It has become cliché to refer to Yo-Yo Ma as a “rock star” of the cello. It is also incorrect. Yo-Yo Ma is much bigger than that. There are hundreds of rock stars, but only one Yo-Yo Ma.
No, Ma is more like Tiger Woods or the Dalai Lama—a titan of his art whose fame and reputation is so transcendent that people who have never heard him play a note revere him. If asked to name a classical musician, many people in this country could only come up with one name: Yo-Yo. The man isn’t just a cello player. For many people, Yo-Yo Ma is the cello. He is classical music.
Ma’s reputation precedes him so far that on the way to see him play one can’t help but wonder, Can the man possibly be that good? If Ma is a hundred times more famous than, say, Matt Haimovitz (another well-known cellist), is Ma a hundred times better? Of course not; fame doesn’t work that way. But there has to be something, you tell yourself—there must be a reason why the man has been elevated to something approaching a musical god.
Friday night at the Ordway, the hall was packed to the rafters for the 125th anniversary celebration of the Schubert Club. Most had paid more than a C-note for a ticket to be there and hear Ma play with his favorite piano accompanist, Katherine Stott. All, I imagine, were listening for the same thing—that special touch of magic that makes Yo-Yo Ma so great.
Did they hear it?
Well, of course. One of the nice things about classical music is that it’s impossible to fake. One can quibble over Ma’s technique (hardly flawless) and interpretations (he often overplays), but at the end of the evening none of it matters, because it is impossible to deny the most endearing thing about Ma: his passion and intensity.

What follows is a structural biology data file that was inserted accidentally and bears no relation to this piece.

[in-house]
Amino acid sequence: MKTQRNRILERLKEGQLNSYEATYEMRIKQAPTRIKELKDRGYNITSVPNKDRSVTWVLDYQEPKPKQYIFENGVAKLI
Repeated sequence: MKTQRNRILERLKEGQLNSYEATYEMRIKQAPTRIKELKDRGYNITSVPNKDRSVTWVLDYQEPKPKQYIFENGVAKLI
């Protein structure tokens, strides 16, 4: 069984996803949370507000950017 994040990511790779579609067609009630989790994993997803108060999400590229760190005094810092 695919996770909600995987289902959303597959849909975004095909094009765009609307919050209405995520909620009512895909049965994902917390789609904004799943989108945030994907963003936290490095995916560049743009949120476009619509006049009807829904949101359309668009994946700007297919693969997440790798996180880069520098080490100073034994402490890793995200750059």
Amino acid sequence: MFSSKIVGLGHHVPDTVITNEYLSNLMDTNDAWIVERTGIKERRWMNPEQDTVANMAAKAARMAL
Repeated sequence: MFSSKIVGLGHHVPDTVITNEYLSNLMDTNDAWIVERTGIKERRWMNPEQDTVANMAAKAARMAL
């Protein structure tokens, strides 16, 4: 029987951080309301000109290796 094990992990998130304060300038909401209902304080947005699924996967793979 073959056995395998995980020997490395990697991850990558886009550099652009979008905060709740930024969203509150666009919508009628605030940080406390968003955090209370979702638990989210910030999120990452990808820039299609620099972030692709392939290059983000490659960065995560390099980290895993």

Ma is one of those rare musicians who gives you 100 percent on every note, and will give you 110 percent if he can find it. He grimaces and squints. The veins in his neck and jaw pop out when he plays, and he attacks the strings so violently at times that he looks like he’s going to fall out of his seat. During Shostakovich’s "Sonata in D Minor," Ma practically shredded an entire bow, snapping so many horsehairs that he kept having to reach up and snap them off lest they slow him down on the next furious assault. Sometimes his head snaps so hard that you’re afraid it’s going to pop off. At other times, he curls around his cello like an octopus and stares at his fingers like a man possessed. During softer passages, though, he will often lean way back in his chair and look up to the heavens with an expression that says, “Whoa, look what’s coming out of my fingers now!” Even he seems amazed.
Yet for all of this animation, the music flows out of Ma so naturally that one doesn’t get the impression he practices and learns like everyone else. His bodily contortions look more like someone who is trying to figure out how to get his body out of the way so that this astonishingly beautiful music can come through. Yo-Yo Ma doesn’t play music; the music plays him.
Last night’s program kicked off with "Sonata in A Minor for Arpeggionne and Piano," which was appropriate for the anniversary occasion. Ma further endeared himself to audience by dedicating the evening to the memory of former Schubert Club president Bruce Carlson, who died from leukemia last year. Ma also played “Le Grand Tango,” by Argentinian composer Astor Piazzola, “Bodas de Prata & Quatro Canto,” by the Brazilian composing team of Egberto Gismonti and Geraldo Carneiro, and “Sonata in A Major for Violin and Piano,” by Cesar Franck. Ma and Stott also did three short encores, capped by the popular student piece, “The Swan,” by Saint-Saëns.
All of which were played superbly, with just enough magic to make everyone in the place a believer in the legend of Yo-Yo Ma—even me.